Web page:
2016-10-13     2017-01-11     CN=www.example.com
2016-10-13     2017-01-11     CN=www.example.com

Are these really 16 different certificates?
Or are the old/new listed, if one was only renewed (with old/new expiration date)?
So a new certificate is issued for every "certonly", "certonly --expand" and "renew"?

Sorry, this is all new to me. I have Let's certificates now for about half a year in use. So far I have no renew (with renew script) without problems succeeded. And also no changing the domains for a certificate without problems. Unfortunately, the domains (alternative, but also common) have changed frequently.

Yes, the symlinks are what I meant.

I can’t be sure exactly what the certificates you saw on crt.sh signify without seeing the real DNS name, which I understand you might not want to share.

Renewed certificates are really different certificates, although we speak of “renewing” the certificate, actually a new one is produced with different dates in it. If you have a photo driving license or a passport you may be used to this idea - a “renewed” driving license is just a brand new license but with a later expiry date on it than your old one.


A renewed cert is also not the current “paper” with new stamp/seal, it’s a new “paper” with new stamp/seal.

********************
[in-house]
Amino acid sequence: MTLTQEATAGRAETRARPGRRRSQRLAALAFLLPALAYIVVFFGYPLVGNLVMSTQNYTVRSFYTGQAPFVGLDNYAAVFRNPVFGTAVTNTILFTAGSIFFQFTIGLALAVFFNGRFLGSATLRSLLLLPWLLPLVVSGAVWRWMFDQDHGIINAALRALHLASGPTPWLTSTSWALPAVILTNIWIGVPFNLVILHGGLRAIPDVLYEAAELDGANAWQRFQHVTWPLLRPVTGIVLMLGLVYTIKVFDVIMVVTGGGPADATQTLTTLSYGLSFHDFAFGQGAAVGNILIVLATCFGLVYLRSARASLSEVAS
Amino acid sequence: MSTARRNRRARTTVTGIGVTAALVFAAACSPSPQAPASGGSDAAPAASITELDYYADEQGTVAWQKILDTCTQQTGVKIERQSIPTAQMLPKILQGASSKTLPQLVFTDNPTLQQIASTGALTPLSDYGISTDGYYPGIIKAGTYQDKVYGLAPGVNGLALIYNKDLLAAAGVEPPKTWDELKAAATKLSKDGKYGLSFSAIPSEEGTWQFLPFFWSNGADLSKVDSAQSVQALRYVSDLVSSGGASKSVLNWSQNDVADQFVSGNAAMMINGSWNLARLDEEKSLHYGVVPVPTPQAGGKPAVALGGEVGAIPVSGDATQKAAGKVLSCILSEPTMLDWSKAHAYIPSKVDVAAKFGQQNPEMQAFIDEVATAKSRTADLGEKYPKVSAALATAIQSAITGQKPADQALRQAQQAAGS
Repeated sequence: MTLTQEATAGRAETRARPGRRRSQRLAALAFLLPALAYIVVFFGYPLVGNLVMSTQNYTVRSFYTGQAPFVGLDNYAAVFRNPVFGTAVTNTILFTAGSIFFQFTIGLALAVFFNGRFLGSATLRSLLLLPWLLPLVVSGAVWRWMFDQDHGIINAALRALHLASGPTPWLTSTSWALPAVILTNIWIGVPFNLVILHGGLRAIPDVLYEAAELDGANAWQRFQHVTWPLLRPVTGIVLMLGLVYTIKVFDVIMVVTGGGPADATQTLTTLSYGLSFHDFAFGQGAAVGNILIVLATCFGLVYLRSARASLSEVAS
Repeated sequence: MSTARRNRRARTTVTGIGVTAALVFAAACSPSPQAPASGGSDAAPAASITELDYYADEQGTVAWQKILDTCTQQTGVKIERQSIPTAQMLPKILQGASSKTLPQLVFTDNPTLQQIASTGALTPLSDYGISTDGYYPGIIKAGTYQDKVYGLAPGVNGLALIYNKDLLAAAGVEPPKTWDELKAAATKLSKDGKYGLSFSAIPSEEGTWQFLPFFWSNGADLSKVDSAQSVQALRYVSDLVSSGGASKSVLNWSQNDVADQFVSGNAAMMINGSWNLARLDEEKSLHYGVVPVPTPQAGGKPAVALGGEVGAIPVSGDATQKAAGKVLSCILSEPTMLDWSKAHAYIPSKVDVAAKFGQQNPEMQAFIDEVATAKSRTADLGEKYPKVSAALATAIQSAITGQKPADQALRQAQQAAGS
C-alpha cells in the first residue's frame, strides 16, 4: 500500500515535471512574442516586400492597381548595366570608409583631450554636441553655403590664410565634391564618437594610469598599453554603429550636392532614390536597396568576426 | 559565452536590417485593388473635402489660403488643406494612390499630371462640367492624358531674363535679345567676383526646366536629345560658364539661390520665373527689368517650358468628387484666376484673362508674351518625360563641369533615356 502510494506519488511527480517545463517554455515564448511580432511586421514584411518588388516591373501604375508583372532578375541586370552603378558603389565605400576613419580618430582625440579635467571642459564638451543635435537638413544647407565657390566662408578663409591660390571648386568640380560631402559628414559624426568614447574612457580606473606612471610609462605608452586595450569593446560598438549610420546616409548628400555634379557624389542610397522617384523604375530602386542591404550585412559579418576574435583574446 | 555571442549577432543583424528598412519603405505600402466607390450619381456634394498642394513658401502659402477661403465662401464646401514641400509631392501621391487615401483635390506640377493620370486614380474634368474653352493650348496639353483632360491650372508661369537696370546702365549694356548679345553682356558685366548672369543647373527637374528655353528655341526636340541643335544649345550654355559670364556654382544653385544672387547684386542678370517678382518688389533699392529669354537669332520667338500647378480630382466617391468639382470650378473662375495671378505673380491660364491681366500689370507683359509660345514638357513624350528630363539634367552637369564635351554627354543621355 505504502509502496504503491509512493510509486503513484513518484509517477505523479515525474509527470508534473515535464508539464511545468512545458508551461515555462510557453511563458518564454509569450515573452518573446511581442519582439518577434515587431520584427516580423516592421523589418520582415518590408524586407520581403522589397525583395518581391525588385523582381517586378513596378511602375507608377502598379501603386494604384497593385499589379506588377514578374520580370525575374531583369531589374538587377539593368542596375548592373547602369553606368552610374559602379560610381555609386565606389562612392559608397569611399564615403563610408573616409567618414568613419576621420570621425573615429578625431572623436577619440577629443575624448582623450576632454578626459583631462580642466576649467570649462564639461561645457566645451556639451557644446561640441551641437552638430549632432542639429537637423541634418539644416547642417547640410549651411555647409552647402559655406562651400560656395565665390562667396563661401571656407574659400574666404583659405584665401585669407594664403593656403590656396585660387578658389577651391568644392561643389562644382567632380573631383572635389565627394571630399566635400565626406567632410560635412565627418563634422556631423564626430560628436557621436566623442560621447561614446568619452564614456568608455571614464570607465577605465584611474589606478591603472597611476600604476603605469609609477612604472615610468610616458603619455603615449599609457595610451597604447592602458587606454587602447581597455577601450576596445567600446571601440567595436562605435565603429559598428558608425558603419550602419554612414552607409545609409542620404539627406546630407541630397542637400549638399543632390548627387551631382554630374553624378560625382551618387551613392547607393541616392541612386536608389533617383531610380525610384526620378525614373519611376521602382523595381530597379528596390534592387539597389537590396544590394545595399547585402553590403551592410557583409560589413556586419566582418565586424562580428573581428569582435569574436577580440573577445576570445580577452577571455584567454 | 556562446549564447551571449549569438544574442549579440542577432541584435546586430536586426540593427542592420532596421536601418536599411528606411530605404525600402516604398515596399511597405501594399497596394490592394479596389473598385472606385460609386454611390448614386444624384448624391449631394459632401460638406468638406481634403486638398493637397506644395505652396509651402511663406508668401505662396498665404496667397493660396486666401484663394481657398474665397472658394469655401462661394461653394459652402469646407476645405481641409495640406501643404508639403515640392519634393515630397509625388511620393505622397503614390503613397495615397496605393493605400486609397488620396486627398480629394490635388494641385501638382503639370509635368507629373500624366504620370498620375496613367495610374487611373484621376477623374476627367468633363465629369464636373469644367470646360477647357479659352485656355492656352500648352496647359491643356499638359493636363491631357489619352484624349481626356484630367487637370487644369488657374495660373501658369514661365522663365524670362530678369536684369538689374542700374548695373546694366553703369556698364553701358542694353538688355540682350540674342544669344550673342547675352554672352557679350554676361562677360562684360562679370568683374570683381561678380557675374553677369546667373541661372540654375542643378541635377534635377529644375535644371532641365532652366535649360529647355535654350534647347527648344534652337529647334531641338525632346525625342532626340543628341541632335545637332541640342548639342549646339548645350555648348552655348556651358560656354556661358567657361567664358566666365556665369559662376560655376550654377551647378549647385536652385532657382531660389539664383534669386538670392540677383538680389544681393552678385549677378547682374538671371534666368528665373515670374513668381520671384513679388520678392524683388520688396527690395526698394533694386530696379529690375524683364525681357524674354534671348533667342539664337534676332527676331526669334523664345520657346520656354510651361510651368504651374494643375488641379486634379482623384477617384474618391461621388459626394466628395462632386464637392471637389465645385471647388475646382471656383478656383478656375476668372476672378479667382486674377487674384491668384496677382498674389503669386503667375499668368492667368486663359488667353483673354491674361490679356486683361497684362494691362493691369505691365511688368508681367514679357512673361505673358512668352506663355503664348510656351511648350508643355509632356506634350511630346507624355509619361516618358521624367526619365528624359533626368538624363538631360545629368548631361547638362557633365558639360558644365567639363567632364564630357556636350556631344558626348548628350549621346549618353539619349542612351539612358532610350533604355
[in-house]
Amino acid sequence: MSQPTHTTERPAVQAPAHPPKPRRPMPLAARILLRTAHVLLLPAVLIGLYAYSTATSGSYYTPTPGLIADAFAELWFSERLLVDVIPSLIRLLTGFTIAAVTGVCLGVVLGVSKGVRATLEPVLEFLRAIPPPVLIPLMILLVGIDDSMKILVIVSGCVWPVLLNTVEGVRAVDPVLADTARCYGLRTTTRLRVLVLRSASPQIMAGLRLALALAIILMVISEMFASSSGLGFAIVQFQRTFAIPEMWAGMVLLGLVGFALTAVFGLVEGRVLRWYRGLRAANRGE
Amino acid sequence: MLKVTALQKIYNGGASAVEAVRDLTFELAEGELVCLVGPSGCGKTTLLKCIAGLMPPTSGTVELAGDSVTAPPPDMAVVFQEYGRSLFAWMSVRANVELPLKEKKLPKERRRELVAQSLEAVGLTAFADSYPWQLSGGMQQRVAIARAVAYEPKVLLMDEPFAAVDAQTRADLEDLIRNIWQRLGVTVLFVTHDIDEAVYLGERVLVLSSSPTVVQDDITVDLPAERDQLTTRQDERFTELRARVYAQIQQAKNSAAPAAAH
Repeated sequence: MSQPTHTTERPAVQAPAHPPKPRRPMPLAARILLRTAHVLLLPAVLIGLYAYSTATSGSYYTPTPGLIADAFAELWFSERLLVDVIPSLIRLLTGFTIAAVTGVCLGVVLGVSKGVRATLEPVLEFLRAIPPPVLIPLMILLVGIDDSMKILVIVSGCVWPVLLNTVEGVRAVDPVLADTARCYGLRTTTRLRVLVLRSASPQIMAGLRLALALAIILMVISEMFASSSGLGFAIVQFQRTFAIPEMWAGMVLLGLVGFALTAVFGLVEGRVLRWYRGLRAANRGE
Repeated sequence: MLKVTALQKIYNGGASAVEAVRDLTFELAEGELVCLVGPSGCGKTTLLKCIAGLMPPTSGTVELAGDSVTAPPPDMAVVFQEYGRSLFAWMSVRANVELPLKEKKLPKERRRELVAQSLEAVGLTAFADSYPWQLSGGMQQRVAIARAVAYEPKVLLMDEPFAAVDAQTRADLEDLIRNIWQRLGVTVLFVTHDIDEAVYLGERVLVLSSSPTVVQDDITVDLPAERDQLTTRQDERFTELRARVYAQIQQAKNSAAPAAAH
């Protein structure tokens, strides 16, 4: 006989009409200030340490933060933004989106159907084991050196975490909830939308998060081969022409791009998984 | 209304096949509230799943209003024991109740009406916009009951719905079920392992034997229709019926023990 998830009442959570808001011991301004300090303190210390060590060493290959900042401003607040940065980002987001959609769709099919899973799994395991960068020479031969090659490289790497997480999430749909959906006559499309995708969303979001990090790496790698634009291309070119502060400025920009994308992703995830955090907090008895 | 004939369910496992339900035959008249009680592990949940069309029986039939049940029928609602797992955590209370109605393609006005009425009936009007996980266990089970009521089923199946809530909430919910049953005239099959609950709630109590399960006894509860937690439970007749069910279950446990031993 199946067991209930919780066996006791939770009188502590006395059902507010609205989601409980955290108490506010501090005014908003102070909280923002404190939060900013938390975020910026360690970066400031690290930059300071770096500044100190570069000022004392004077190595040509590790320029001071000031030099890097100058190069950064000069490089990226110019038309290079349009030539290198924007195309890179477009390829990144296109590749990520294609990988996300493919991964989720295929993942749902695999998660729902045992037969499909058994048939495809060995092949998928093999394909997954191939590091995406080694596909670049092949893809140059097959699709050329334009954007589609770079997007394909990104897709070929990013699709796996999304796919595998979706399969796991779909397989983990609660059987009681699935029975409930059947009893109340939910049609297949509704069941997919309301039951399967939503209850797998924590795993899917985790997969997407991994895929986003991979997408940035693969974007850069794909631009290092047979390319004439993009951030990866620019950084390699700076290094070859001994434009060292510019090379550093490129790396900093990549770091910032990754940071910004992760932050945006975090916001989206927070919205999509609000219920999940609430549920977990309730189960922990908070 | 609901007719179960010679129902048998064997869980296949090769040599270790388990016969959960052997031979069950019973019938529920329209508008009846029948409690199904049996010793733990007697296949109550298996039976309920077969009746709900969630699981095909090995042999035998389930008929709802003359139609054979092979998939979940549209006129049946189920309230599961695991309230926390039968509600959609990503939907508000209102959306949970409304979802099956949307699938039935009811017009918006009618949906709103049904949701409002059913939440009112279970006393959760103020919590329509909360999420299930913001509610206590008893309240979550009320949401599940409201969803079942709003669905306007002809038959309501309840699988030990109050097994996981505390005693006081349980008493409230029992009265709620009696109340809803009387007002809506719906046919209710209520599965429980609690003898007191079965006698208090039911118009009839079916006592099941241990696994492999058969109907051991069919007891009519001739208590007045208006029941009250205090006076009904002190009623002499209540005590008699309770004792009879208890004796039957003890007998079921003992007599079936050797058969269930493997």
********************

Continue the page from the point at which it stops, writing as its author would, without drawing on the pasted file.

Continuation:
Where can i find this “paper”? It’s a file?

Yes, the exact name/ location of the file on your system may vary of course. If you have used the “certbot” software then it will be in a file named cert.pem and the exact path will vary depending on the first DNS name you asked for in the certificate and some other considerations.

/etc/letsencrypt/live/example.com/cert.pem is where I’d expect to find the current certificate for a server named example.com

The same certificate would also be included in the file fullchain.pem, which basically consists of the contents of cert.pem and chain.pem, concatenated together for convenience. Most software will use the fullchain.pem file, some requires separate cert.pem and chain.pem files to function. So certbot provides all three.

Aha. Logical. cert.pem = certificate.
The current certificate can be found using symlink /letsencrypt/live/example.com/cert.pem. → /letsencrypt/archive/example.com/cert(x).pem. OK.

When I open the cert.pem in SFTP, I only see this:


ZlDtoSSZHTkS6CFDM // dqa3RCE7bYEf5

The WebHoster requires importing the generated certificate to activate.

add-certificate -k ~/.config/letsencrypt/live/example.com/privkey.pem -c ~/.config/letsencrypt/live/example.com/cert.pem

The certificate will validated (also other, not Lets, certificates) with this “import”.


1.) Who creates the file full_cert(x).pem?

2.) How can I see the encrypted content / information of the certificate? (Without crt.sh)

3.1.) Is there a bash-command for the SSH shell to display the encrypted certs?
3.2.) Is there a bash-command for the SSH shell to display the serial number of a certs?

Fullchain.pem is simply all certificates, including server certificate in one file. The server certificate is the first one in this file, followed by any intermediates. certbot creates this from the other files.

You can use the bash command
openssl x509 -in cert.pem -noout -text

as before
openssl x509 -in cert.pem -noout -text
where cert.pem is your certificate file

openssl x509 -in andy-beckett.com.crt -noout -text | grep -A1 "Serial Number"